The Obama Administration has deported some 1.5 million people since taking office and as Colorlines.com revealed last year, more than one in five are parents of U.S. citizens. Many more have other relatives here. As the comprehensive immigration reform bill moves from committee to the Senate floor, many immigrants and immigration reform advocates will be watching a provision that would permit some deportees to return to the United States if they left behind U.S. citizen spouses, children or parents. Now, a set of new reports and investigations reveal what’s at stake as members of Congress consider what some advocates are calling the “right to return” provision: without a legal route to come back, many are travelling back over the border to reunite with their family, and thousands are ending up dead in the desert or locked up in federal prison.
Locked Up For Coming Back
In the past decade, the federal government has dramatically shifted the way it deals with immigrants who come back after deportation. Until recently, when deportees were caught trying to cross the border, they were deported. That’s still the case, but now, tens of thousands each year are also prosecuted criminally and locked up in federal prisons.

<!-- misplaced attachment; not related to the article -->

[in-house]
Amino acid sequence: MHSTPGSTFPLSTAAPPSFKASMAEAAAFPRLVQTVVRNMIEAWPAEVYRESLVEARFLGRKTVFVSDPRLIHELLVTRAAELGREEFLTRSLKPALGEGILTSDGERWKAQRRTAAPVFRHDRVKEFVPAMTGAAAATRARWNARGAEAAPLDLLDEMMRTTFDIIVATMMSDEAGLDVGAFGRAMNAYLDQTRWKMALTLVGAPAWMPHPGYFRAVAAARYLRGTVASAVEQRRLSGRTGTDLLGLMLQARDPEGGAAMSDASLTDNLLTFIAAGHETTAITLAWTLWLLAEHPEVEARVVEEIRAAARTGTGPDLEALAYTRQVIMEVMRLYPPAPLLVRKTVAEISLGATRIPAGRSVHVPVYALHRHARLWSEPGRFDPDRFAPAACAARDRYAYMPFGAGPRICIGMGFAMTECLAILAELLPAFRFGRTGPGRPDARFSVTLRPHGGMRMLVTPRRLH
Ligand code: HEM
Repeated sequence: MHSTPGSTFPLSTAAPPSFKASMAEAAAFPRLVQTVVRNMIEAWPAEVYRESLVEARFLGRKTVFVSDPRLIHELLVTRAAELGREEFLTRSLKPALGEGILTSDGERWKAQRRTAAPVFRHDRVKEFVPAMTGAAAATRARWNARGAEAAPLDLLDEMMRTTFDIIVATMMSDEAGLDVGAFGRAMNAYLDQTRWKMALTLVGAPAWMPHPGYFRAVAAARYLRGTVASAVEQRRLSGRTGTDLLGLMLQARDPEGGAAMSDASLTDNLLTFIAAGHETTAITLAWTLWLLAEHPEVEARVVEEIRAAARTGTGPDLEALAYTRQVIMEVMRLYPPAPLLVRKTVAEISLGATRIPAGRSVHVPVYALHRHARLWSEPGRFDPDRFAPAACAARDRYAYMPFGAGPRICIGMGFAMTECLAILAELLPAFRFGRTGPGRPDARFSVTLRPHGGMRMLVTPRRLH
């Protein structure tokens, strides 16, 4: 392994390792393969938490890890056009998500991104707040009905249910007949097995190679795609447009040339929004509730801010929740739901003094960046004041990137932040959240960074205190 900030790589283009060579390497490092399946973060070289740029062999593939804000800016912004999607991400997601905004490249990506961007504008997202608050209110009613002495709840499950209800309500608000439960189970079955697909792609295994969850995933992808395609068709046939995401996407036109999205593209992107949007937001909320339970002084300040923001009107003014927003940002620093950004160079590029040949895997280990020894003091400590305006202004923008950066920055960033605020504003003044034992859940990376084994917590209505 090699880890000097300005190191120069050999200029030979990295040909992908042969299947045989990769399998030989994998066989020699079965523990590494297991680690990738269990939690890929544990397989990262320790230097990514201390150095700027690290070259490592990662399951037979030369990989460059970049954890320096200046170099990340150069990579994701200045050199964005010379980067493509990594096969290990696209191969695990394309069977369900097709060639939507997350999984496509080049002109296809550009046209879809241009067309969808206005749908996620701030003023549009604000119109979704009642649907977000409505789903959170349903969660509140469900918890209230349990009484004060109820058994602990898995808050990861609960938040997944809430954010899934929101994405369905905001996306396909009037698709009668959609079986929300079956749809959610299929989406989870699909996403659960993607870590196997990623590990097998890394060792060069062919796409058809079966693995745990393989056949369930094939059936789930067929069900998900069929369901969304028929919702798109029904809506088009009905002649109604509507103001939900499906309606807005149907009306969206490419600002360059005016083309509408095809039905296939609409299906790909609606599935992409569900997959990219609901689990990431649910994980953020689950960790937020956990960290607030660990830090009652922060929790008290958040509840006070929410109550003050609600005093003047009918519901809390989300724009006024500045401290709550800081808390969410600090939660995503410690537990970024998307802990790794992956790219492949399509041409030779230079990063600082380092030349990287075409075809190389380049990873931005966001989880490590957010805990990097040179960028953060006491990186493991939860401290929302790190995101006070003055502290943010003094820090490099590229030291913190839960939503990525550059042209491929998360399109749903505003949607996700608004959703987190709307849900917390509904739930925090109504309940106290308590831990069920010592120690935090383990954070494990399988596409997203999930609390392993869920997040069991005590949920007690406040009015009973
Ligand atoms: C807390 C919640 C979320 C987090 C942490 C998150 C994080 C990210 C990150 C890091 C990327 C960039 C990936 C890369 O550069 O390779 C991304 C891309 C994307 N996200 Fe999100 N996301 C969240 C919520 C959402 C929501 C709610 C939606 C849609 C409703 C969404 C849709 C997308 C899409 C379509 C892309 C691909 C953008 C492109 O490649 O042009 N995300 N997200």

A report released today by Human Rights Watch today documents the federal government policy of prosecuting returning deportees for crossing back over the border. In the 2002, the federal government prosecuted about 11,000 people for the crimes of “illegal entry” and “illegal reentry.” By 2012, that number grew to 85,000.
The HRW report leads with the story of Alicia, who was deported in 2010. Her daughters were placed in foster care and she decided to try to cross back. When border patrol caught her, she was not just deported again, but also criminally prosecuted. She spent almost two weeks in prison. For those deported previously, sentences can last as long as 20 years.